“Court Street Shops Defy the Odds” is the headline of a Crain’s New York Business profile of the main street that runs through Cobble Hill and Carroll Gardens, which surveys the 13-block strip between Warren Street and Fourth Place, where nearly 20 longtime, mostly Italian-American mom-and-pop stores maintain healthy business.
The story notes that row houses within the region “can now fetch as much as $3 million. Pricey cars dot the curbs of low-key streets. Celebrity sightings—from Jay-Z to British novelist Martin Amis—are increasingly common. Yet out along Court Street, one of the neighborhoods’ main shopping drags, there is a surprising degree of continuity.”
Crain’s says that many of the Court Street stalwarts—from cafés to a clothier, many of them dating back to the early decades of the past century—have been able to escape rising rents “that have killed scores of their erstwhile neighbors, because their forebears had the foresight to snap up their spaces while they could. And nearly all of them have found ways to adapt to the area’s ever-evolving tastes while carefully preserving as much of the old ways as possible.”
For one, veteran sausage purveyor G. Esposito & Sons Jersey Pork Store, “started hawking rice balls, sandwiches and pasta alongside its curtains of handmade sopressata and pepperoni that hang from the pressed-tin ceiling.” Up the street, the owners of D’Amico Foods has been thriving since 1948. Current owner Francis D’Amico, whose grandfather Emanuele opened the store, says that when it opened, there were two kinds of coffee: dark-roast Italian and an American brown roast. Today, Francis cooks up more than 100 gourmet blends, while his wife, Joan, “still greets some longtime patrons with hugs and many others by their first names.”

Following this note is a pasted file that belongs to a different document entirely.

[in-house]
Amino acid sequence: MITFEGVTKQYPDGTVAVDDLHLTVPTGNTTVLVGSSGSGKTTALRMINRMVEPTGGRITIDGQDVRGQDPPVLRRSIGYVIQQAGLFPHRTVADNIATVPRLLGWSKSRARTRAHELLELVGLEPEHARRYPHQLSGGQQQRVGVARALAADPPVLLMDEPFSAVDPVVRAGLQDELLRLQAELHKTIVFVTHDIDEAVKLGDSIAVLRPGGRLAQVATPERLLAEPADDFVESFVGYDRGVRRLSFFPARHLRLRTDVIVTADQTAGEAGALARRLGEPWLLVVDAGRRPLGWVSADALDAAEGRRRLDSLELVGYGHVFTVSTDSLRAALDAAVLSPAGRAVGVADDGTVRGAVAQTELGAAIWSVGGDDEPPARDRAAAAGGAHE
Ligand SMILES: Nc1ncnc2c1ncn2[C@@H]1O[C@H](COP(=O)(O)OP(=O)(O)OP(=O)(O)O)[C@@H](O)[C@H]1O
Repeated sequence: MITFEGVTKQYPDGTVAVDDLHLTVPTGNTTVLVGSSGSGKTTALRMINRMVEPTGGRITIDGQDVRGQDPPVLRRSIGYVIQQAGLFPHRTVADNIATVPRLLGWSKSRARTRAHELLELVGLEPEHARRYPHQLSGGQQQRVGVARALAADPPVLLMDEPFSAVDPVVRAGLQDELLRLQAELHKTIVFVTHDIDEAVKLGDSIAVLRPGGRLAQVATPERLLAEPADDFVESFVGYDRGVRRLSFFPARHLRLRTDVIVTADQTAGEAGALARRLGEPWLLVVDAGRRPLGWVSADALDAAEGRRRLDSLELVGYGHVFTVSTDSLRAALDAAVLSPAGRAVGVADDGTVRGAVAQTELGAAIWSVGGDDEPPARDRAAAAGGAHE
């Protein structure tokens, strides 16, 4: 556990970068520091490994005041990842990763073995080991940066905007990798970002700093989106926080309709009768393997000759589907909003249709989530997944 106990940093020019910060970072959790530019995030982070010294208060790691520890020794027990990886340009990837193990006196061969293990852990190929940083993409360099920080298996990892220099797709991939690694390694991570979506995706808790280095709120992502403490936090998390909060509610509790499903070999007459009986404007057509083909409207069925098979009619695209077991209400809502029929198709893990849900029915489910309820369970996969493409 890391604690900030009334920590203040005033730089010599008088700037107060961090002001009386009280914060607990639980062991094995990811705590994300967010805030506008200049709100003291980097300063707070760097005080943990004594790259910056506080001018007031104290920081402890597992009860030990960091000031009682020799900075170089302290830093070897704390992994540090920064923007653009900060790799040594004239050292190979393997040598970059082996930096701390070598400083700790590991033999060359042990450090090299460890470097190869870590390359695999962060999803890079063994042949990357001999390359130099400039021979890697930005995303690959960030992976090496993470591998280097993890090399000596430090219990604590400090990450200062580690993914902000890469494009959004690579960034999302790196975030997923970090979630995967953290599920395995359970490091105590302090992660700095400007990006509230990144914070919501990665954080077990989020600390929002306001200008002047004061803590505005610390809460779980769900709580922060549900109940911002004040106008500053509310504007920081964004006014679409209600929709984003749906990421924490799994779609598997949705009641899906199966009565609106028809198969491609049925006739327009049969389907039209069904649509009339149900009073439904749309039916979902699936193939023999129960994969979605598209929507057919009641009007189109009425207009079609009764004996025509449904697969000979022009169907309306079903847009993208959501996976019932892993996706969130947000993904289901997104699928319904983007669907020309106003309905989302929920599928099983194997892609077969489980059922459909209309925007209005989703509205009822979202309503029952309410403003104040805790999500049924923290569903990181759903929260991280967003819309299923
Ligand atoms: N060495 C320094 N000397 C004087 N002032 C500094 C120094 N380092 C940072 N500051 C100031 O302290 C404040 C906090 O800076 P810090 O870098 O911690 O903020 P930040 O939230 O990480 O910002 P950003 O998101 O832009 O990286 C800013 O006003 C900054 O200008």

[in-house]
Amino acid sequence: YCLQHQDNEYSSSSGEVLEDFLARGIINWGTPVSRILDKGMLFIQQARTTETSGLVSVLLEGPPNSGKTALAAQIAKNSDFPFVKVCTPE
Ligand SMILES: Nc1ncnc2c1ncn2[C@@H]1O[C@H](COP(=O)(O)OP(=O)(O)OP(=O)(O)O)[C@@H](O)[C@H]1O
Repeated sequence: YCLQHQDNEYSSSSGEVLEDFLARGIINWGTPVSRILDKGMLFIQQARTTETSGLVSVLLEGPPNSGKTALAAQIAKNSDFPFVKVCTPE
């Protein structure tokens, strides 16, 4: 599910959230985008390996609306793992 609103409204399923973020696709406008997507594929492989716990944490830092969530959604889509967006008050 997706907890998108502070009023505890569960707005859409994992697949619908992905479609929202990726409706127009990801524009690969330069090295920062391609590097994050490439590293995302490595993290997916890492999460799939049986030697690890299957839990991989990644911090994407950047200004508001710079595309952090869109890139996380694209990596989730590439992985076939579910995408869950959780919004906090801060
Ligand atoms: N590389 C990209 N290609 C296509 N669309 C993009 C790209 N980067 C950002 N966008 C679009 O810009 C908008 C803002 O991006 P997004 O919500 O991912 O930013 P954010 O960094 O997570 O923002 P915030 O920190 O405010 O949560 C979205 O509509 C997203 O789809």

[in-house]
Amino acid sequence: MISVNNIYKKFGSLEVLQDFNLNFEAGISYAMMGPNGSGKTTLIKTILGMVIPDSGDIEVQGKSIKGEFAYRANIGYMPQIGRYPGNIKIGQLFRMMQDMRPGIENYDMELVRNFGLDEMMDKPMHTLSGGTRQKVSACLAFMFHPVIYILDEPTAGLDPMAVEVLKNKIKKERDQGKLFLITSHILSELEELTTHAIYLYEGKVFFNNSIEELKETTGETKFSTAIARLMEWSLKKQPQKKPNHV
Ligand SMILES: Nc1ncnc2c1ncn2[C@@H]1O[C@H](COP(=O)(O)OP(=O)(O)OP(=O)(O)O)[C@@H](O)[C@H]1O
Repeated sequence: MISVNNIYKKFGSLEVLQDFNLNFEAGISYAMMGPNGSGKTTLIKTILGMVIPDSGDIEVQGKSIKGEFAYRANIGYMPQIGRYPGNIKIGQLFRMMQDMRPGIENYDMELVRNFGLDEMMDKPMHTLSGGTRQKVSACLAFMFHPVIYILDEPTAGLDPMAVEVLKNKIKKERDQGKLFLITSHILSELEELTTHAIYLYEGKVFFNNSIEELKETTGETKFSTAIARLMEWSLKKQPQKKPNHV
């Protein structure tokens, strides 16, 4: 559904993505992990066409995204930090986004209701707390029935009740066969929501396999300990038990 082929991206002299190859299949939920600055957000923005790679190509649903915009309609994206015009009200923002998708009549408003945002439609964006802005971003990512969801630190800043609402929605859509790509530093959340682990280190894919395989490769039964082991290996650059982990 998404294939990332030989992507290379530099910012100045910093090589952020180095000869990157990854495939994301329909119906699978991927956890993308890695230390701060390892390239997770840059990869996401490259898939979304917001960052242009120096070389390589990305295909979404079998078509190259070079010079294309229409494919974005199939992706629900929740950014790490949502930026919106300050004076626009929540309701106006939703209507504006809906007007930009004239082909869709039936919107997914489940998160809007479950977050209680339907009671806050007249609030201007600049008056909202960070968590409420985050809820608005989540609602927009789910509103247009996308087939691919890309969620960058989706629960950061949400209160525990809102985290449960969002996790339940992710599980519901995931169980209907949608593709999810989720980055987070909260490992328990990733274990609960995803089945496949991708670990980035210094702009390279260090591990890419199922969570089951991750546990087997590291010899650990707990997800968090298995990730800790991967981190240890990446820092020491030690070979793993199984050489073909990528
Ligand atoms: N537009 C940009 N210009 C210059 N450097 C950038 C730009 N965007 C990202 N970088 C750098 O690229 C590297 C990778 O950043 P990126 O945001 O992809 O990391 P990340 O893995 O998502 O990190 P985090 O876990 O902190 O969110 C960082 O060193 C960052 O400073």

Changes have also come at pub P.J. Hanleys, which is going strong 138 years after its first beer hit the bar, and at Scotto Funeral Home, which has been laying locals to rest for four generations.
“I had heard about the old-school Italian vibe here,” says Rachel Kash, a writer who moved to the area from the East Village three years ago. “I just had no idea about how many of these places still actually existed. Few areas have this kind of character or heritage.”
Read the full piece at Crain’s here.
(Photo: Row House Magazine)